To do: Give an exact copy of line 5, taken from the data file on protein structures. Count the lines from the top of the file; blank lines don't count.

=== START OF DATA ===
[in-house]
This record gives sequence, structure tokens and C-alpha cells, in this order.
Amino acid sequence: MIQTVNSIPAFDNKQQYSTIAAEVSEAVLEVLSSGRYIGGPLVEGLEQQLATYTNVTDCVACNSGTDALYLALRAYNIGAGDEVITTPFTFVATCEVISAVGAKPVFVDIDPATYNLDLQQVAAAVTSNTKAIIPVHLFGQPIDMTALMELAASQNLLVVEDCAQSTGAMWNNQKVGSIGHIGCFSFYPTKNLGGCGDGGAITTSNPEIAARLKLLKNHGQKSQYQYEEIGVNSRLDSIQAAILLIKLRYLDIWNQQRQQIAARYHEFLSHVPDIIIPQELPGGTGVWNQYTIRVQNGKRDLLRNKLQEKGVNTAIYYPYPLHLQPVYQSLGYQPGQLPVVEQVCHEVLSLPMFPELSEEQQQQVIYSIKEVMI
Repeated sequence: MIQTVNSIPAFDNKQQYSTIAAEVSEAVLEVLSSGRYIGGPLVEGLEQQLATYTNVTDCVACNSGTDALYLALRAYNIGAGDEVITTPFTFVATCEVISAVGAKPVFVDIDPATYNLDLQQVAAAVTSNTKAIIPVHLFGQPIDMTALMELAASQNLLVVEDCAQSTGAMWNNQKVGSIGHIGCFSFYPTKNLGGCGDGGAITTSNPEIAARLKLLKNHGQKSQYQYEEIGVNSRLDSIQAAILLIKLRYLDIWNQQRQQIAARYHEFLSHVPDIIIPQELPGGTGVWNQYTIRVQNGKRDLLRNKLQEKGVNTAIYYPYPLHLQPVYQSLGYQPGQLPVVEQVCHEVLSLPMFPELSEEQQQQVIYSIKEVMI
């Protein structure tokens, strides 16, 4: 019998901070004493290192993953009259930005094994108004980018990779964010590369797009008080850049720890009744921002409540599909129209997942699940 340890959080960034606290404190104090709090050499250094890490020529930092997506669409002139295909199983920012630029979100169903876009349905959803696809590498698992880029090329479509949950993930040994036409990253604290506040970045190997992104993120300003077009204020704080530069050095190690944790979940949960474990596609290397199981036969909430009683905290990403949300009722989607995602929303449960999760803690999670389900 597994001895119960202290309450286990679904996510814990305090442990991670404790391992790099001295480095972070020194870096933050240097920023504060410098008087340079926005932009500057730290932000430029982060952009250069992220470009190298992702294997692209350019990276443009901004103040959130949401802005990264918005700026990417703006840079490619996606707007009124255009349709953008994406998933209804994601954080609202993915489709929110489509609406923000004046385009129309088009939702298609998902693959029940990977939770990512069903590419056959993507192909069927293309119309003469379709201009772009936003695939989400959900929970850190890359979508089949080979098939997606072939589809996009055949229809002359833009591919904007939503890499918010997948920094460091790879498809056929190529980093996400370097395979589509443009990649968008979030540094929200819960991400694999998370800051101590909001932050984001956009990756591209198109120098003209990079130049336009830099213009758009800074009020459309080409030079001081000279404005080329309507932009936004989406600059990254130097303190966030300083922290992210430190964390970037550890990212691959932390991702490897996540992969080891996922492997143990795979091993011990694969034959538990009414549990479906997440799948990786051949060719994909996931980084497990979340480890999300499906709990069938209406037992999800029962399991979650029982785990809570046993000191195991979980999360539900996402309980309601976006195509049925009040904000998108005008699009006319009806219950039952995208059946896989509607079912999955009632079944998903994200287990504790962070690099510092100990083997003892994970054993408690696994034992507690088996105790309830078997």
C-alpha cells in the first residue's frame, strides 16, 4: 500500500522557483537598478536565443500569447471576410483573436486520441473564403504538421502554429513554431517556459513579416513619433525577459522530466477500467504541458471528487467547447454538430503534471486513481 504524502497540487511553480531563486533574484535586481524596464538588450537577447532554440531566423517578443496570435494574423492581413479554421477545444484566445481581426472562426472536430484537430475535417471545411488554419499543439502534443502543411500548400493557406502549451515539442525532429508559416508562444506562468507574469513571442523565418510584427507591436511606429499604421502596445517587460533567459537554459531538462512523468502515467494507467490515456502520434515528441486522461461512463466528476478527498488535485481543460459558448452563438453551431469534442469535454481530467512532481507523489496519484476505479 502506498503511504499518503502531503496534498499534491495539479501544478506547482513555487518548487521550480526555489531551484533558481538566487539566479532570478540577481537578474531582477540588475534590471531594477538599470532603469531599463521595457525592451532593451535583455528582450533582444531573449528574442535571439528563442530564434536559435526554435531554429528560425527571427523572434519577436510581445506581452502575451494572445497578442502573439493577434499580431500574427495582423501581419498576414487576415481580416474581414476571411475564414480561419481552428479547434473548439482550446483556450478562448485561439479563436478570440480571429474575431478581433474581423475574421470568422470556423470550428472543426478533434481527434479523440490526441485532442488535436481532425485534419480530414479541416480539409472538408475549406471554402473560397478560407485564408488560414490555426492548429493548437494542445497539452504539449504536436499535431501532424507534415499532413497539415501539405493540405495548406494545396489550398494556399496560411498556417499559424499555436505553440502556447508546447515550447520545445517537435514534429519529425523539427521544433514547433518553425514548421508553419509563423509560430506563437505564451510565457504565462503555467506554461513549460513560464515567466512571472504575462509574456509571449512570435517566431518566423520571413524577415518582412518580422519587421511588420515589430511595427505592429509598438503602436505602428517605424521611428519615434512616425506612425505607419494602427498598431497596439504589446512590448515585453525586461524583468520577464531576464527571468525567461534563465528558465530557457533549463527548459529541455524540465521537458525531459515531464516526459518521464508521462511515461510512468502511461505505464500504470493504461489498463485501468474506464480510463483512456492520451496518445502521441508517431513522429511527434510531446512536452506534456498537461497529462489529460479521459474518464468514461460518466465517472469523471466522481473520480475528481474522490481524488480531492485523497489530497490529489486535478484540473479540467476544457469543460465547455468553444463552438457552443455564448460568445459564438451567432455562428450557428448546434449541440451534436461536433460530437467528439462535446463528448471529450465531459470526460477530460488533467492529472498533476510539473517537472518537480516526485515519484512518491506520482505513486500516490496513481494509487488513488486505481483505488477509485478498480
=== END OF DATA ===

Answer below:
């Protein structure tokens, strides 16, 4: 019998901070004493290192993953009259930005094994108004980018990779964010590369797009008080850049720890009744921002409540599909129209997942699940 340890959080960034606290404190104090709090050499250094890490020529930092997506669409002139295909199983920012630029979100169903876009349905959803696809590498698992880029090329479509949950993930040994036409990253604290506040970045190997992104993120300003077009204020704080530069050095190690944790979940949960474990596609290397199981036969909430009683905290990403949300009722989607995602929303449960999760803690999670389900 597994001895119960202290309450286990679904996510814990305090442990991670404790391992790099001295480095972070020194870096933050240097920023504060410098008087340079926005932009500057730290932000430029982060952009250069992220470009190298992702294997692209350019990276443009901004103040959130949401802005990264918005700026990417703006840079490619996606707007009124255009349709953008994406998933209804994601954080609202993915489709929110489509609406923000004046385009129309088009939702298609998902693959029940990977939770990512069903590419056959993507192909069927293309119309003469379709201009772009936003695939989400959900929970850190890359979508089949080979098939997606072939589809996009055949229809002359833009591919904007939503890499918010997948920094460091790879498809056929190529980093996400370097395979589509443009990649968008979030540094929200819960991400694999998370800051101590909001932050984001956009990756591209198109120098003209990079130049336009830099213009758009800074009020459309080409030079001081000279404005080329309507932009936004989406600059990254130097303190966030300083922290992210430190964390970037550890990212691959932390991702490897996540992969080891996922492997143990795979091993011990694969034959538990009414549990479906997440799948990786051949060719994909996931980084497990979340480890999300499906709990069938209406037992999800029962399991979650029982785990809570046993000191195991979980999360539900996402309980309601976006195509049925009040904000998108005008699009006319009806219950039952995208059946896989509607079912999955009632079944998903994200287990504790962070690099510092100990083997003892994970054993408690696994034992507690088996105790309830078997």